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The calabash all dried up… almost ready to be made into a bowl

For the 2010 FIFA World Cup in South Africa, the Soccer City stadium which hosted the tournament in Johannesburg was made in the shape of a calabash on cooking fire.

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FNB Stadium also known as Soccer City Stadium or The Calabash in Johannesburg, South Africa

The Berlin Papyrus: or when the Pythagorean Theorem was written 1000 years before the Birth of Pythagoras

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Berlin Papyrus 6619

Is there a child on this planet who has gone to high school and not been taught the Pythagorean Theorem in some shape or form? I am not sure that many African children know that the so-called Pythagorean Theorem was written by their ancestors over 1000 years before Pythagoras was born, and on African soil. You heard me right: Pythagorean Theorem was written on the Berlin Papyrus or Berlin Papyrus 6619, a papyrus from ancient Egypt from the Middle Kingdom. This papyrus dates back from the second half of the 12th (c. 1990–1800 BC) or 13th Dynasty (c. 1800 BC – 1649 BC).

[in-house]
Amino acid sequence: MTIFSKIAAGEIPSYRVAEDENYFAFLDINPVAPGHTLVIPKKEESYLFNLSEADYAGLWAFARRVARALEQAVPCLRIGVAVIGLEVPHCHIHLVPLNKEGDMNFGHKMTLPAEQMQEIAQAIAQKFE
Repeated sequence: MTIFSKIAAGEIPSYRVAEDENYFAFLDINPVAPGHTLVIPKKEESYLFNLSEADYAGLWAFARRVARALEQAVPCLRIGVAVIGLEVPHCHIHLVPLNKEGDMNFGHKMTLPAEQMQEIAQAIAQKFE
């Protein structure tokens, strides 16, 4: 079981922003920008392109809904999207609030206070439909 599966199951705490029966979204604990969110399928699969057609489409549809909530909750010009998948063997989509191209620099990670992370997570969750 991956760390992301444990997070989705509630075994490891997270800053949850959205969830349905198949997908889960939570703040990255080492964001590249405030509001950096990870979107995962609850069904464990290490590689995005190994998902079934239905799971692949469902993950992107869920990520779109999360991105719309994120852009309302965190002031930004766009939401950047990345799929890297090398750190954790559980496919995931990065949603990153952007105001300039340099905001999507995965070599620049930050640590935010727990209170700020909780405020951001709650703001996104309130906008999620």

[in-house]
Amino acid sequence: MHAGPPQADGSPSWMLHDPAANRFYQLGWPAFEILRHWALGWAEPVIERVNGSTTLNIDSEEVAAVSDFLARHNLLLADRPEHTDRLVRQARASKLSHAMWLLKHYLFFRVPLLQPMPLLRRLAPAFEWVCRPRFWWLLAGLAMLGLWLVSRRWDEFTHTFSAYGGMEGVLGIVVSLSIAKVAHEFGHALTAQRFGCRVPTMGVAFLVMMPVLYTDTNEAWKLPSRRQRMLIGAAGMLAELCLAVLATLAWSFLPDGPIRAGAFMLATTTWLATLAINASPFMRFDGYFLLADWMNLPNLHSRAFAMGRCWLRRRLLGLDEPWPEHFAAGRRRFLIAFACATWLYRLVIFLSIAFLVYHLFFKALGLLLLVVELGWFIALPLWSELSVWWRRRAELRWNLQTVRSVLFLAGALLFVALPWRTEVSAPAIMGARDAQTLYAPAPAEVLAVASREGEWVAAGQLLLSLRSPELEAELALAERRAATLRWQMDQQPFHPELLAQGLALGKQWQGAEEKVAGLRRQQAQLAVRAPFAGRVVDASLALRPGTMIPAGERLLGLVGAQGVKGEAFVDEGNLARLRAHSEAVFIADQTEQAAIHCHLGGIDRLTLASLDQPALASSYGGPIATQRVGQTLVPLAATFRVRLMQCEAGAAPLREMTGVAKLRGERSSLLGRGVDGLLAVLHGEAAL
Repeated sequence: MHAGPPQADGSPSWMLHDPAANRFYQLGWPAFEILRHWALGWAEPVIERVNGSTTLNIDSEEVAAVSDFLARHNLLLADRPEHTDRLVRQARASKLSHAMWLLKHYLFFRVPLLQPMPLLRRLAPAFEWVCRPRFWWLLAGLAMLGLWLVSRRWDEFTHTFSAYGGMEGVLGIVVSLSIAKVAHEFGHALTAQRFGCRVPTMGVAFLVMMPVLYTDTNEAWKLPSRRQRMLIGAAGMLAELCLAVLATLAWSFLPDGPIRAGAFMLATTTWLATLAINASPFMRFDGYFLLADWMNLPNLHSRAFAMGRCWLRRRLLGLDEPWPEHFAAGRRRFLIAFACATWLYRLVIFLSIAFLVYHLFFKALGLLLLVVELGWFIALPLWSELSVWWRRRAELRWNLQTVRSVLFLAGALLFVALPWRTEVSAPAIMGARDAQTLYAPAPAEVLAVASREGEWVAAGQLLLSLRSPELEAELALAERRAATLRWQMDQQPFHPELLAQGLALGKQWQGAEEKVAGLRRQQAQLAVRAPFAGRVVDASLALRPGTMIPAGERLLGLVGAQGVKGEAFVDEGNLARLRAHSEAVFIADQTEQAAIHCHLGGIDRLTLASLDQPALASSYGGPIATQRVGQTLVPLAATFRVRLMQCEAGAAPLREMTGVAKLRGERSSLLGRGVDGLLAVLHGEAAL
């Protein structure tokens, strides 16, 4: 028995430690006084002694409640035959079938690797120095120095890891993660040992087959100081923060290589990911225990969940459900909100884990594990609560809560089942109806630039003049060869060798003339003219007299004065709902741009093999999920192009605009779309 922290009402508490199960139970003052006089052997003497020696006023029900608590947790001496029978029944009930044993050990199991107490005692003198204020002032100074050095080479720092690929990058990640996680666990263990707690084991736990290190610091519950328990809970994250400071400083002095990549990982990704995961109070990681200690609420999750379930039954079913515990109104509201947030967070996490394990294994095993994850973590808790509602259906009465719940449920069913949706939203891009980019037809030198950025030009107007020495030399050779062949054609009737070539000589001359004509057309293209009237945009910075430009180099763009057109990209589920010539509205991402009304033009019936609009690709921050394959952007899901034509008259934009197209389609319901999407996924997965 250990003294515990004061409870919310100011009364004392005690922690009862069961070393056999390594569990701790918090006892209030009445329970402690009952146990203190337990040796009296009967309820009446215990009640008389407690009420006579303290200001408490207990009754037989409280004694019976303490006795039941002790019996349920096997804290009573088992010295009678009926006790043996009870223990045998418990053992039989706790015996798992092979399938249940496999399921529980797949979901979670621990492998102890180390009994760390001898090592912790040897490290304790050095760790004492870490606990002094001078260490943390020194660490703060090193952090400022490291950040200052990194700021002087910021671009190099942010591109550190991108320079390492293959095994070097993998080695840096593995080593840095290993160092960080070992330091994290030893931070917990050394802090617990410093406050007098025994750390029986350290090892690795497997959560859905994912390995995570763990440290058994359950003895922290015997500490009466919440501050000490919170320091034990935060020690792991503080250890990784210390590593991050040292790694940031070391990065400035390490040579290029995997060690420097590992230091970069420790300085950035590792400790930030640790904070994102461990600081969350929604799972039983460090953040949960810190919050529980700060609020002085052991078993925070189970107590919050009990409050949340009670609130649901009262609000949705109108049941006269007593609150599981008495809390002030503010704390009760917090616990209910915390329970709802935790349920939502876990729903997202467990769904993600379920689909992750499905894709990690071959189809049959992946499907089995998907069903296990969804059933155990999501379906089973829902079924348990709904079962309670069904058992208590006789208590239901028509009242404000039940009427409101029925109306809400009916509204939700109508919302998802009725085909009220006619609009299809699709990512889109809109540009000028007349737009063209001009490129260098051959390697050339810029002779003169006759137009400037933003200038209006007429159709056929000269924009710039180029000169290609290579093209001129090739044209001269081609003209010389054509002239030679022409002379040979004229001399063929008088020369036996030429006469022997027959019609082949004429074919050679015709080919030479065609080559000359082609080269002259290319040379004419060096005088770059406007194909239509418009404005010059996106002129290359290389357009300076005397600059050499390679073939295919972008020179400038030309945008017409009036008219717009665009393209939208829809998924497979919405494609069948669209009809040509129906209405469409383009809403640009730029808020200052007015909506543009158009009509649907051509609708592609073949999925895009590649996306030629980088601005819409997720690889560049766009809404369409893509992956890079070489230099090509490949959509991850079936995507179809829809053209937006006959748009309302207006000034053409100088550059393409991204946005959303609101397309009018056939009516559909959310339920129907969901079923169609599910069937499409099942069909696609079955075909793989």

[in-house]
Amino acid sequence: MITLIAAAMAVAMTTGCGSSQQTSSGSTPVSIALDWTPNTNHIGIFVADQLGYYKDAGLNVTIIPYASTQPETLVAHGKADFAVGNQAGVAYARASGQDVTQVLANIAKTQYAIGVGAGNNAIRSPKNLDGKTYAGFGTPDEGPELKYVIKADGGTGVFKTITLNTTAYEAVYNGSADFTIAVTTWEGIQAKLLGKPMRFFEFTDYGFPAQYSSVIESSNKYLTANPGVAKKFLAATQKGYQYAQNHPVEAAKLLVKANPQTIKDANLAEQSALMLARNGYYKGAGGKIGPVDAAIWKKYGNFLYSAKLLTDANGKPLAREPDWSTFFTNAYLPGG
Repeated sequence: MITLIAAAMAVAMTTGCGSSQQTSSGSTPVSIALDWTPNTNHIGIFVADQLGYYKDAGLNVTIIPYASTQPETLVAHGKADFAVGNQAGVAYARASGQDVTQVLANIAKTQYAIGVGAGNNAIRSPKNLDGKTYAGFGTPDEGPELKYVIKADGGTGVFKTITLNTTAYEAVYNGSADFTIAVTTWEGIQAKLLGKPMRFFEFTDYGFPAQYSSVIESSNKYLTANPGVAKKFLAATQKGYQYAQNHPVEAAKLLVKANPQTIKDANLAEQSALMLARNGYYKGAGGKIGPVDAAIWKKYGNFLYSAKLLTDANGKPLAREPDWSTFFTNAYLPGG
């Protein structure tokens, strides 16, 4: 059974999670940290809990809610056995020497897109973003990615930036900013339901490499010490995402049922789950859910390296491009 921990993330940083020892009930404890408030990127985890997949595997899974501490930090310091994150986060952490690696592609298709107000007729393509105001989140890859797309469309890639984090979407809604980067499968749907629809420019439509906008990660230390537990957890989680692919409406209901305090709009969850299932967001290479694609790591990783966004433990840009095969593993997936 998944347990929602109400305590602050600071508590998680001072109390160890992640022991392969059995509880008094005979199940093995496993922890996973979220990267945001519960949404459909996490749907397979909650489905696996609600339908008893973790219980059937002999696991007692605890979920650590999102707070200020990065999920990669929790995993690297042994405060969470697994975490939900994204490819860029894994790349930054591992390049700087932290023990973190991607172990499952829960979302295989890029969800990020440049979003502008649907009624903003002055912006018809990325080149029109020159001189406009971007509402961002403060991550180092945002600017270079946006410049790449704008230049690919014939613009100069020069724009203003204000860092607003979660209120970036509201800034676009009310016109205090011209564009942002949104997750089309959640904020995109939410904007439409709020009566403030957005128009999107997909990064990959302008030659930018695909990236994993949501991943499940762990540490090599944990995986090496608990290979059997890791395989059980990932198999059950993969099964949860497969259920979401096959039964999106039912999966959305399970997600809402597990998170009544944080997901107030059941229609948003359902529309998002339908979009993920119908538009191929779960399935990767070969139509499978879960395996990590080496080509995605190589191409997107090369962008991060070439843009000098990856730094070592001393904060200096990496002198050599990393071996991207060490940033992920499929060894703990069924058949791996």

The papyrus is one of the primary sources of ancient Egyptian mathematical and medical knowledge, including the first known documentation concerning pregnancy test procedures. See our ancestors were already trying to test pregnancy! Amazing!

The first problem found on the Berlin Papyrus states, “You are told the area of a square of 100 square cubits is equal to that of two smaller squares. The side of one is ½ + ¼ the side of the other. What are the sides of the two unknown squares.” In modern terms, we would express this as x2 + y2 = 100 and x = (3/4)y, yielding to y = 8, and x = 6. Although the papyrus shows a solution using Egyptian multiplication and a somewhat different way of solving it today, it is understood that they most likely had a good knowledge of the Pythagorean Theorem. It is written in Hieratic script.